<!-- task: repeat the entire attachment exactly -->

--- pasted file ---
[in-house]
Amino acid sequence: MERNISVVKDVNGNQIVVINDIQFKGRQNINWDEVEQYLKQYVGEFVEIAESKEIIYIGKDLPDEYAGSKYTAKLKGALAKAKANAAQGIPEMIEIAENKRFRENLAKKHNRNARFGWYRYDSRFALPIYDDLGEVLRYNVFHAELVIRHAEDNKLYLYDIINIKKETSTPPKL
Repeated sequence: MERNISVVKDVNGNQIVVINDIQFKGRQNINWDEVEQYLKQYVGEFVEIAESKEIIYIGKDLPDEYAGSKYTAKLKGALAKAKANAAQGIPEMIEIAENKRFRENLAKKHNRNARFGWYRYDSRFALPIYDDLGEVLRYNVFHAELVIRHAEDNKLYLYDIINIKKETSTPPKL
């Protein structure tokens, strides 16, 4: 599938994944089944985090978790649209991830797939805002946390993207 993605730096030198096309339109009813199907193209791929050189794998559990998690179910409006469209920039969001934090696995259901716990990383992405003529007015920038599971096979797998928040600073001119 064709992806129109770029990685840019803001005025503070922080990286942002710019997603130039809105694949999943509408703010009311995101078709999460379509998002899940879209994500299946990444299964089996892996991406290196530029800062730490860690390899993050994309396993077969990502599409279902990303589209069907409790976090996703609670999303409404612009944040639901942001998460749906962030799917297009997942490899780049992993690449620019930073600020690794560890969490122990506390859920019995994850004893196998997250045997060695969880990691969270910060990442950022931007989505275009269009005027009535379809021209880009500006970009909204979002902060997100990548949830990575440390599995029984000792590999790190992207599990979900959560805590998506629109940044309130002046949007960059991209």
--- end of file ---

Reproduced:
[in-house]
Amino acid sequence: MERNISVVKDVNGNQIVVINDIQFKGRQNINWDEVEQYLKQYVGEFVEIAESKEIIYIGKDLPDEYAGSKYTAKLKGALAKAKANAAQGIPEMIEIAENKRFRENLAKKHNRNARFGWYRYDSRFALPIYDDLGEVLRYNVFHAELVIRHAEDNKLYLYDIINIKKETSTPPKL
Repeated sequence: MERNISVVKDVNGNQIVVINDIQFKGRQNINWDEVEQYLKQYVGEFVEIAESKEIIYIGKDLPDEYAGSKYTAKLKGALAKAKANAAQGIPEMIEIAENKRFRENLAKKHNRNARFGWYRYDSRFALPIYDDLGEVLRYNVFHAELVIRHAEDNKLYLYDIINIKKETSTPPKL
């Protein structure tokens, strides 16, 4: 599938994944089944985090978790649209991830797939805002946390993207 993605730096030198096309339109009813199907193209791929050189794998559990998690179910409006469209920039969001934090696995259901716990990383992405003529007015920038599971096979797998928040600073001119 064709992806129109770029990685840019803001005025503070922080990286942002710019997603130039809105694949999943509408703010009311995101078709999460379509998002899940879209994500299946990444299964089996892996991406290196530029800062730490860690390899993050994309396993077969990502599409279902990303589209069907409790976090996703609670999303409404612009944040639901942001998460749906962030799917297009997942490899780049992993690449620019930073600020690794560890969490122990506390859920019995994850004893196998997250045997060695969880990691969270910060990442950022931007989505275009269009005027009535379809021209880009500006970009909204979002902060997100990548949830990575440390599995029984000792590999790190992207599990979900959560805590998506629109940044309130002046949007960059991209």